Well, not so fast. Apparently, Helen's husband, Menelaus, the King Sparta (those happy-go-lucky fellows) was none too happy about this situation. More importantly, he had managed to extract an oath from all her old suitors (also kings and lords) when he married her. They swore that they would lend him military aid if anyone tried to steal her away as a way to ensure that none of the other great Greeks would try kidnapping her. Menelaus rallies the Greeks and off they go to lay siege to Troy for a really long time. The gods get involved here and there, and ultimately Troy falls due to the trickery of Odysseus more than the rage of Achilles. The Greeks go too far, of course, and sack the temples and are visited with many troubles.

This, ladies and gentlemen, is the Age of Heroes, the days when the great heroes of Greek mythology trod the earth and the gods and goddesses took a very active interest in the world, moving people around like pawns in a great game only they understood.


Eventually, the actual existence of Troy was proven, by Frank Calvert in 1865 to be precise. It's mythic history was then woven into the historic period called the Late Bronze Age Collapse. The Greeks would have called it the Golden Age Collapse, but why quibble - a collapse is a collapse.

The walls of Troy, as they were
The collapse involved the transition from the late bronze age to the early iron age, and the disruptions that resulted from this technological shift. Power structures are built on the now, and the new often causes things to tumble. According to Wikipedia, "The palace economy of the Aegean Region and Anatolia which characterised the Late Bronze Age was replaced, after a hiatus, by the isolated village cultures of the Greek Dark Ages." During this period, from 1206 to 1150 BC, we have the fall of the Mycenaean Kingdoms, the Hittite Empire, the New Kingdom of Egypt.  Not only was Troy destroyed (twice, apparently), but also the Hittite capital of Hattusas, and the city of Karaoğlan.

That sounds like D&D - small villages and brand new ruins to loot and plunder.


So what is different about a Post-Troy fantasy campaign than the standard D&D campaign?

Bronze Weapons: The fighting-men of this era are fighting with bronze weapons, rather than iron or steel. Iron was not unknown in this period, but iron weapons were probably still relatively rare - they were the high-technology of the time. With this in mind, it probably makes sense to allow bronze weapons to have the standard weapon statistics in your game (short sword 1d6 damage, etc.), and make iron weapons something akin to magic weapons in your campaign. A +1 bonus to hit probably makes sense, especially since they're being employed against bronze armor. It might also make sense to treat them something like silver weapons when fighting supernatural creatures, since the manufacture of iron, and thus blacksmiths in general, was considered magical by many people (any technology advanced enough, etc. etc.)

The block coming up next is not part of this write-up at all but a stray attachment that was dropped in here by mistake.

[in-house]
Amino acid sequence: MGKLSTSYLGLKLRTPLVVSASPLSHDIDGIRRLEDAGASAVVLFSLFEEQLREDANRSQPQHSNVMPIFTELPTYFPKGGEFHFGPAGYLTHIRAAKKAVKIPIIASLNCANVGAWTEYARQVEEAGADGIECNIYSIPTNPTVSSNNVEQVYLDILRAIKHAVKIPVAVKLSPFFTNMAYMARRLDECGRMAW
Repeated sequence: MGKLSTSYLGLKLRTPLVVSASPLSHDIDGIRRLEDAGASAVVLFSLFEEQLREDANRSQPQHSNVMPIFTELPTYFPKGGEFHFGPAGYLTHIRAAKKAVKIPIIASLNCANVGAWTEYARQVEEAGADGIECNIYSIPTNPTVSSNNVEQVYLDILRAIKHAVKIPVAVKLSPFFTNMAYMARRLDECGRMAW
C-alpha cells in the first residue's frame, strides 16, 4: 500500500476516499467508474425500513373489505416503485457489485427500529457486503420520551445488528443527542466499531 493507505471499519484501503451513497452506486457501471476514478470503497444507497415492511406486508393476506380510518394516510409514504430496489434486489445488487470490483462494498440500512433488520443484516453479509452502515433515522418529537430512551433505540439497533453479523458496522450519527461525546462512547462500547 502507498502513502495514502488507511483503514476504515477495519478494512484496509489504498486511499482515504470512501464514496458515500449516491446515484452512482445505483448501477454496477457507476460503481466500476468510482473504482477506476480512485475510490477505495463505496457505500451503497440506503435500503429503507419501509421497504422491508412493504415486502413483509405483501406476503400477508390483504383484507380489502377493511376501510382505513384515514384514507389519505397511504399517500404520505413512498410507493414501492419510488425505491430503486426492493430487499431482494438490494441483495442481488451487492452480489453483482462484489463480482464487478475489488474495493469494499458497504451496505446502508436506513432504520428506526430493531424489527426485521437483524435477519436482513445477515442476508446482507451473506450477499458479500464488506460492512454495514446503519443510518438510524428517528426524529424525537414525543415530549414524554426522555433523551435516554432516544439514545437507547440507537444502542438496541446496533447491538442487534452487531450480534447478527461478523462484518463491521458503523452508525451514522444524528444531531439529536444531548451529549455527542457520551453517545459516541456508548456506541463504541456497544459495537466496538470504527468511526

Come on Zeusy - my boy needs a cleric spell.
Divine Champions: In the Iliad and the Odyssey, we are introduced to the concept of certain characters being favored by the Greek gods and goddesses. This brings up the idea of casting clerics not as simple priests, but rather as extraordinary men and women favored by the gods, and perhaps descended from the gods. Odysseus, for example, had the blood of Hermes flowing through his veins, and Achilles was the son of the nymph Thetis, who could intervene on his behalf with Zeus. The idea here would be that these champions could pray to the gods and get solid, concrete results because they were part of the extended divine family. One might also use the demigod class I came up with in a campaign like this. At a minimum, feel free to make the gods and goddesses active participants in the campaign.


First and foremost, the Fall of Troy campaign provides a great megadungeon in the ruins of Troy. Sacked by the Greeks, a battleground (indirectly) of the gods, the famous horse, the sacked temples, the great palace, etc. Obviously, we'll need to bring in a subterranean aspect to the city - catacombs, caverns, etc. Making Troy a total ruin allows one to populate it with monsters - goblins and the like - bubbling up from the Hades' realm.

Any spot in Greek mythology is fair game, of course. The island of the gorgons, entrances to the underworld, the amazons' queendom (or its remnants), the oracle at Delphi (imagine the dungeon that exists below the oracle, from whence come the strange fumes that drive her prophecies), etc. 

Maybe the perfect campaign in this setting is one patterned on the journeys of Odysseus. This would be an island-hopping campaign, with the adventurers and their henchmen traveling from place to place, maybe trying to get home, maybe searching for a new home (i.e. Aeneas) and maybe just looking for treasure and adventure.

For another wrinkle, the Late Bronze Age Collapse might have also been the time period in which a prince of Egypt, by the name of Moses, led his people across the wilderness to a land promised to them by a mysterious deity who was really going to shake things up on the deific scene. Adventurers might have a chance to meet the guy who pretty much invented the Sticks to Snakes spell (or at least, the guy who cast it first).

Partial spell list: Sticks to snakes, part water, insect plague ...

A Fall of Troy campaign offers up an addition opportunity - brand new places to see. One of the famous stories that comes from the Fall of Troy is the founding of Rome by the exiled Trojan prince Aeneas. In a traditional D&D campaign, high level characters work hard to found strongholds, essentially medieval fiefs. In a Fall of Troy campaign, high level characters can work to lead their followers to a new land to found new city-states. The follow-up, of course, is a campaign of ancient war, the forging of new empires and ultimately the redrawing of the map of the ancient Mediterranean.